I'm back!!! It's only been a month or so.....:-)
Still writing about the spring trip here. But rest assured, we're hard at work and play here in Wyoming. We've had some great hiking and kayaking so far this summer, and I will do a photo essay on our adventures, but I do want to keep a record of the spring trip.
So we left off at Bernalillo, N.M., and our hike at Tent Rocks. We had left Bernalillo and headed towards Tsé Biiʼ Ndzisgaii, Navajo for Monument Valley, on the Arizona/Utah border. The area is a Navajo Nation Tribal Park, considered the private land of the Navajo Nation. You can choose to pay an entrance fee to enter on your own, but you are limited to driving the one road through the monuments. Upon the advice of friends of ours, Lee and Tracy Perkins of Camper Chronicles, we elected to sign up for a Navajo-guided photo tour of the valley that takes you off the beaten path.
Just a side note here: the road from Bernalillo to Monument Valley is pretty remote, and much of it traverses Navajo land. Farmington is the last spot to really have any services, so make sure you are not low on fuel at this point! We also ran into a major wind/sandstorm that had not been forecasted, and I definitely advise not driving in one if it's not necessary. Unfortunately, by that time we were on the reservation and there were no opportunities to stop. We made it, but it was not my favorite day of driving!
Our first day there was spent recuperating from the drive, doing some laundry, and just generally scouting the area. It wasn't a nice day, still very cloudy, so I didn't get many pictures. We did drive up to Goosenecks State Park and wander around the rim of the goosenecks. The San Juan River twists its way through this canyon on its way to Lake Powell. It's very hard to get a picture that adequately conveys the nature of its path, but you can kind of see it in this picture. Just follow the ribbon of water!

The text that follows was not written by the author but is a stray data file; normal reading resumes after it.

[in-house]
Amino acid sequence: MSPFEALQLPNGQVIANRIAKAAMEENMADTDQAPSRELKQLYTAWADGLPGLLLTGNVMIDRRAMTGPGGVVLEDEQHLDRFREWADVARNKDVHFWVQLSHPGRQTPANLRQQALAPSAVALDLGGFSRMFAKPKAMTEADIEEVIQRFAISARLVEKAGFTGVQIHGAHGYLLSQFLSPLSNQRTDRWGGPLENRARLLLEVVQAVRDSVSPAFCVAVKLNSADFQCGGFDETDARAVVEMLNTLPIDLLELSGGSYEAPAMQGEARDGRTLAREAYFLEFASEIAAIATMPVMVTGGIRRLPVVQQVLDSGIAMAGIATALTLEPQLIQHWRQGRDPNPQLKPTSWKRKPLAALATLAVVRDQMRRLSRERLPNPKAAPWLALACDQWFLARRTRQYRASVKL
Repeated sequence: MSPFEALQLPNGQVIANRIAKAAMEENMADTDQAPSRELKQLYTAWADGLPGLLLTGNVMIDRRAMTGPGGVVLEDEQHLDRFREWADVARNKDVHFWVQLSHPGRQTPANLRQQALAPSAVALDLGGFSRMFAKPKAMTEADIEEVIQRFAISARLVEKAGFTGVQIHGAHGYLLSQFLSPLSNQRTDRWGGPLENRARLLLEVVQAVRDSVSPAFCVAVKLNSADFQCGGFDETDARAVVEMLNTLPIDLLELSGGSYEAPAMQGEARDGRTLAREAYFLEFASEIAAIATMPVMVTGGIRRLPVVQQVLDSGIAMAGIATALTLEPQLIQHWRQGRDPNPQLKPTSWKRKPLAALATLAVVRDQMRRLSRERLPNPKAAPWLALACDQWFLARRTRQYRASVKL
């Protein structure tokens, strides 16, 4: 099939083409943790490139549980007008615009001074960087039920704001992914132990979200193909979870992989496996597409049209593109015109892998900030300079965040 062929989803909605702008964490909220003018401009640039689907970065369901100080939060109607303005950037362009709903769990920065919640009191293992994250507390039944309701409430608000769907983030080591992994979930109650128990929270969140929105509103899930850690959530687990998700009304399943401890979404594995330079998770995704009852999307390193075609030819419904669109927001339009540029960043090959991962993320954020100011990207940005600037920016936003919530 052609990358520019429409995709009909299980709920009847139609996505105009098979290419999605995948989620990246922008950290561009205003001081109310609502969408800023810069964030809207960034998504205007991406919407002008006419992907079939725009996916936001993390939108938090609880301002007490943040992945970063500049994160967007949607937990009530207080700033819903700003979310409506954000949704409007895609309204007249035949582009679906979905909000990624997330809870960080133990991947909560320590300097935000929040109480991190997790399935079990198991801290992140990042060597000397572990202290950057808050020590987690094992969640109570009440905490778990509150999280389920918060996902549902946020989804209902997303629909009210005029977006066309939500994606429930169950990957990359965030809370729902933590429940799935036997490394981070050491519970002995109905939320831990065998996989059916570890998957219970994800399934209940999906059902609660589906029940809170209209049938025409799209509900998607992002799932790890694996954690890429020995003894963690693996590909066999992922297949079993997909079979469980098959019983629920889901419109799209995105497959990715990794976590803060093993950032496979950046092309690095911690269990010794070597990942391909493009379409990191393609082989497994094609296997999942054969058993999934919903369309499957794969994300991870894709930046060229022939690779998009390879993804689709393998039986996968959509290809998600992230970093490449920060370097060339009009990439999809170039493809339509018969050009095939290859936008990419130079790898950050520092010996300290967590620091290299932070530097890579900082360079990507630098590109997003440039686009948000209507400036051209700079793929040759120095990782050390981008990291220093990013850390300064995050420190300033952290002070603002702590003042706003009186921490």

The tiny town of Mexican Hat, Utah, is between Monument Valley and Goosenecks State Park. Population is 31. The rock formation above is what the town is named after!
The next day we were up early and glad to see clear skies for our photo tour. The day we arrived the sand was blowing so badly that we couldn't even see any of the monument formations!
We met our guide and headed into the valley. An early morning tour actually is not optimal for photographing most of the formations, but I did my best.
Monument Valley consists of towering sandstone formations that have been sculpted by the elements over time and rise between 400 to 1,000 feet above the valley floor. The park covers close to 92,000 acres and lies within the Navajo Nation reservation. It is most recognizable as being the backdrop for innumerable western movies and shows, beginning with many John Wayne films starting in 1939.
The following pictures are all from our jeep tour into the back country.
And, of course, the now famous "Forrest Gump" scene, where he decides that he's tired of running and goes home!
From here, we were headed to Lake Mead Recreational Area, south of Las Vegas, Nevada. We were headed there to meet up with Steve and Joan Crowe, FOSJ, who were volunteering there for the winter. Looking at our possible routes there, we decided to drop down to I40 and stop in Flagstaff for the night. Contacting our good friends Steve and Teresa Heede, who we worked with in 2012 in Colorado and 2015 here at Luton's, they drove up from Mesa to visit with us for the evening. The best part about traveling across the country! You get to see all your RVing friends :-).
From Flagstaff we arrived in Lake Mead the next day, and that, along with our visit to Death Valley National Park, will be the subject of the next journal entry.